Media at fault for controversy surrounding Puerto Rican Day Parade and Oscar Lopez Rivera, organizer says

NEW YORK –– The media is to blame for the controversy surrounding the Puerto Rican Day Parade, the parade's president told PIX11 on Friday.

During the interview which was at times combative, Lorraine Cortés-Vázquez, an advisor to Mayor Bill de Blasio, blamed the media for the controversy, saying reporters have failed to understand "the Puerto Rican."

There will be less floats then in years past, thanks to a dark cloud of controversy that has surrounded the run-up to the parade.

The parade's committee decided to honor Oscar Lopez-Rivera, the former head of the militant group FALN.

The group was behind the 1975 bombing of Fraunces Tavern.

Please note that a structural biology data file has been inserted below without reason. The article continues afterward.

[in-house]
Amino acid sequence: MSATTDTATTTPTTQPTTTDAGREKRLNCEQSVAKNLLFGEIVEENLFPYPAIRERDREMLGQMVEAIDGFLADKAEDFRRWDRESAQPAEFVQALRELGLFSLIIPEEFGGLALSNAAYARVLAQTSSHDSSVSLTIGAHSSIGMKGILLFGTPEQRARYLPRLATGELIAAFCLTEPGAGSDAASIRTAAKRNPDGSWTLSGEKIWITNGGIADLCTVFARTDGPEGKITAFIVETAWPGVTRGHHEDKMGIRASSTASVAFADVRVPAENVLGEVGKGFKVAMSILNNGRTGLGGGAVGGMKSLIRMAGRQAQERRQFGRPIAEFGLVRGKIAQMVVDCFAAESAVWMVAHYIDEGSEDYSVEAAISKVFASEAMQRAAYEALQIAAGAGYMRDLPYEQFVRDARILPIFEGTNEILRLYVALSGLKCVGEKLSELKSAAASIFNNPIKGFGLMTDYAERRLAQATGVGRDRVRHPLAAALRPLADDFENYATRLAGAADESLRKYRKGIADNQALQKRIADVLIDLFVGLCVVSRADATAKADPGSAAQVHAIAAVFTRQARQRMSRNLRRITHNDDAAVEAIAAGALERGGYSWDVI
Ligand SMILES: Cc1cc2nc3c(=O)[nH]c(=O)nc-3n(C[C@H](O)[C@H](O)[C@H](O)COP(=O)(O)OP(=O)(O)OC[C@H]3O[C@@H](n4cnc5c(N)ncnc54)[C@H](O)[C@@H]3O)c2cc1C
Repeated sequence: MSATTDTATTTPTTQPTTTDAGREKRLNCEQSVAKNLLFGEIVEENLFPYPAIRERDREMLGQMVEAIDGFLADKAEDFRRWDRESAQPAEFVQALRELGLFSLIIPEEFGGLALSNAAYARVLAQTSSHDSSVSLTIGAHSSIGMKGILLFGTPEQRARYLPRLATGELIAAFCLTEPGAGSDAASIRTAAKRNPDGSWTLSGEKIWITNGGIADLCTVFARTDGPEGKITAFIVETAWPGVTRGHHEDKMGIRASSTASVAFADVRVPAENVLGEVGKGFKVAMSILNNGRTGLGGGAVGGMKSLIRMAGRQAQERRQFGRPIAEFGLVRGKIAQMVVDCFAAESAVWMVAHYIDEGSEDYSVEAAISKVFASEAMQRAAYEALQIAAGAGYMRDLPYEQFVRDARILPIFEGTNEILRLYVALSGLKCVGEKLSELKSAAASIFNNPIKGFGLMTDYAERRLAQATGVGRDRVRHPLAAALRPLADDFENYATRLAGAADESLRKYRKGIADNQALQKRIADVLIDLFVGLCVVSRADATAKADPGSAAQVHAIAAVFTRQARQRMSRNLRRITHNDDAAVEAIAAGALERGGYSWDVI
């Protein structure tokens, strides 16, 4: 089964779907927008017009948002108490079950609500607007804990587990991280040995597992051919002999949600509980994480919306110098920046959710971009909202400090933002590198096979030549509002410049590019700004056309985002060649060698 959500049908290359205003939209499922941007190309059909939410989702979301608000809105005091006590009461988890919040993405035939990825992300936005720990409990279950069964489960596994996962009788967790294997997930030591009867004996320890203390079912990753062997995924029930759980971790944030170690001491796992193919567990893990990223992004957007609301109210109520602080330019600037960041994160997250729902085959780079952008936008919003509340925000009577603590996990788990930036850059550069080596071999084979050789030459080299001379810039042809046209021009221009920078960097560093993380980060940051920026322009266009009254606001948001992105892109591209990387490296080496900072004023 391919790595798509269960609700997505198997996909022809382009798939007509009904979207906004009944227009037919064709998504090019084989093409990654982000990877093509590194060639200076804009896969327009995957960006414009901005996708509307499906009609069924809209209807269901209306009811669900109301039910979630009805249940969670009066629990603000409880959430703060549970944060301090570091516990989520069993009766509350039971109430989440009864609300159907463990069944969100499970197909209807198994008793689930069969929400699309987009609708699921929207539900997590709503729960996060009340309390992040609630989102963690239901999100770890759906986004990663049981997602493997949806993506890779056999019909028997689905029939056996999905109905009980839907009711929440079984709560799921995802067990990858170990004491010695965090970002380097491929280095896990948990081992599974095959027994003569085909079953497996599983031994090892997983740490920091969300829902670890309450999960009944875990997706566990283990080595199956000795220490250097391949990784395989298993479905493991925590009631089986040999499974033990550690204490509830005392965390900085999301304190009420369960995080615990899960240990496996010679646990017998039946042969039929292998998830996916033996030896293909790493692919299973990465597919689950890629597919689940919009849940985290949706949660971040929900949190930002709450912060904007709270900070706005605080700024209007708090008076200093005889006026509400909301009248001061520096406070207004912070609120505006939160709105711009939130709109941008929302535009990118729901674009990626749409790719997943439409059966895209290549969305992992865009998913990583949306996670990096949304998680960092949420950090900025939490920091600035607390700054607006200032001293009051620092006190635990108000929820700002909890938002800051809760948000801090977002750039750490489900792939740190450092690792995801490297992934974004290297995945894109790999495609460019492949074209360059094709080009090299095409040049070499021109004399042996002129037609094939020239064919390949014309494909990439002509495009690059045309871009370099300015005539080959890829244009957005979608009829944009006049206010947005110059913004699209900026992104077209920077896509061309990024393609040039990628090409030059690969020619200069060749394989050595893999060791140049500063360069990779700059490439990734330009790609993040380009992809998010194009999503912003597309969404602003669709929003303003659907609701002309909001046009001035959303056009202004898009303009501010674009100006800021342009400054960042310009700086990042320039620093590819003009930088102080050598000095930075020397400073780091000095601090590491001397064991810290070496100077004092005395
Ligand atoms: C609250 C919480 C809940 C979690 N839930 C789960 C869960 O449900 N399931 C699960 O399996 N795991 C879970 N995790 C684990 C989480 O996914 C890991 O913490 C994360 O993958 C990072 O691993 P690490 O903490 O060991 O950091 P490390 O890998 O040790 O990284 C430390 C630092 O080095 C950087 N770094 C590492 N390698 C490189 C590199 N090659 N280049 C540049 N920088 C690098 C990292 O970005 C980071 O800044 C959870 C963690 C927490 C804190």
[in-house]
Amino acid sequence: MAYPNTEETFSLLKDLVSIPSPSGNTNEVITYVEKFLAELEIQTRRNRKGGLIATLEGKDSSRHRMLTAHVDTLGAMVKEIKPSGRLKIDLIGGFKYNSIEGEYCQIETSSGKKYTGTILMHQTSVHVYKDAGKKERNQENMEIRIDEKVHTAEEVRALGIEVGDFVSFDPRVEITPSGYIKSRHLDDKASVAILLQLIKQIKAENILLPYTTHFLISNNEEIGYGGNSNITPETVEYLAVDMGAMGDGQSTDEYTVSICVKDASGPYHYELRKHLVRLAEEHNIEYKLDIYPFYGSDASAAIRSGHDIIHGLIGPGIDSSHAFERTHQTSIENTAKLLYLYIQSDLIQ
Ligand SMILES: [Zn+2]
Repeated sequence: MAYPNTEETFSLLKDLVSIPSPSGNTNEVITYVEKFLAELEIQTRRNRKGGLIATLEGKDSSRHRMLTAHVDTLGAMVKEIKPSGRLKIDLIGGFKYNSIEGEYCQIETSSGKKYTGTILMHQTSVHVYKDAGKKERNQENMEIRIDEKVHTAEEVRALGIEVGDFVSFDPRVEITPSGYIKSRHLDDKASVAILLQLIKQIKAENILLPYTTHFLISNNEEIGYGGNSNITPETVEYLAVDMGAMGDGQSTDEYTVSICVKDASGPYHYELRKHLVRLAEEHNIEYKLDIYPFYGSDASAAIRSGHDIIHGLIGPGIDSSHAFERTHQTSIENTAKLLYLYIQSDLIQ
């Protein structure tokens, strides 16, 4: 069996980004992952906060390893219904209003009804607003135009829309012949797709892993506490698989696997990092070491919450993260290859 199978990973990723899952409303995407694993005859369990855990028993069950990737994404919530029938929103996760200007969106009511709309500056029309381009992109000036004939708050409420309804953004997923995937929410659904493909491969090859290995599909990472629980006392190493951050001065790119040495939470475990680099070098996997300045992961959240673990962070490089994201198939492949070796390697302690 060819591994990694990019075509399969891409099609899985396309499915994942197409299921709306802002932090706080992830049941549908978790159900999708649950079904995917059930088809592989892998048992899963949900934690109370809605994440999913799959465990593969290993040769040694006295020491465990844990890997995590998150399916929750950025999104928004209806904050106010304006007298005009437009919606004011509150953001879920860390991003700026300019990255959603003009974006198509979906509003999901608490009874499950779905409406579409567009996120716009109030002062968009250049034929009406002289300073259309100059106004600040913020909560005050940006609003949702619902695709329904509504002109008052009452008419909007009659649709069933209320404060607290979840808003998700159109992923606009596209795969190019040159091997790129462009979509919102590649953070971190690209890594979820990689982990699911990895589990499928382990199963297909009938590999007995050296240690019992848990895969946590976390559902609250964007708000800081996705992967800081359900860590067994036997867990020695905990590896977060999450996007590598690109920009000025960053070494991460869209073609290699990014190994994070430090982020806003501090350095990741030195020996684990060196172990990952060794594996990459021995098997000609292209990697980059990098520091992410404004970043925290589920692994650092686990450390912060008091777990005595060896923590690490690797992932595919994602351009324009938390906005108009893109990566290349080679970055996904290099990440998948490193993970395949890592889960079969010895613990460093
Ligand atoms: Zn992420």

“I don’t know if I’d call it a cloud, I would just say it’s a difference of opinion," Cortés-Vázquez said of the controversy.

Organizers announced last week Lopez-Rivera won’t be honored, but will still march.

Big sponsors including Goya and Coca-Cola and Police Commissioner James O'Neill were among those who bailed on the parade because of its association with Lopez-Rivera.

Family members of those killed in the Fraunces Tavern bombing lead the calls for the parade to rescind Lopez-Rivers's honor.

"There is no way that you can ever forget the loss of a loved one," Cortés-Vázquez said.

She added the conversation surrounding honoring Lopez-Rivera "has been had over and over again."

"What’s new is the tone and the tenor people want to give it," she said.

Police were out Friday night, setting up the barriers for the parade which will march up Fifth Avenue on Sunday.

"We’ve increased security, there’s no crosstown traffic, there will be sand trucks," said Terence Monahan, the NYPD chief of patrol.

“[Attendees] are going to see more people from out of state then we’ve had in the past, they’re going to see a celebration of culture and art," said Cortés-Vázquez.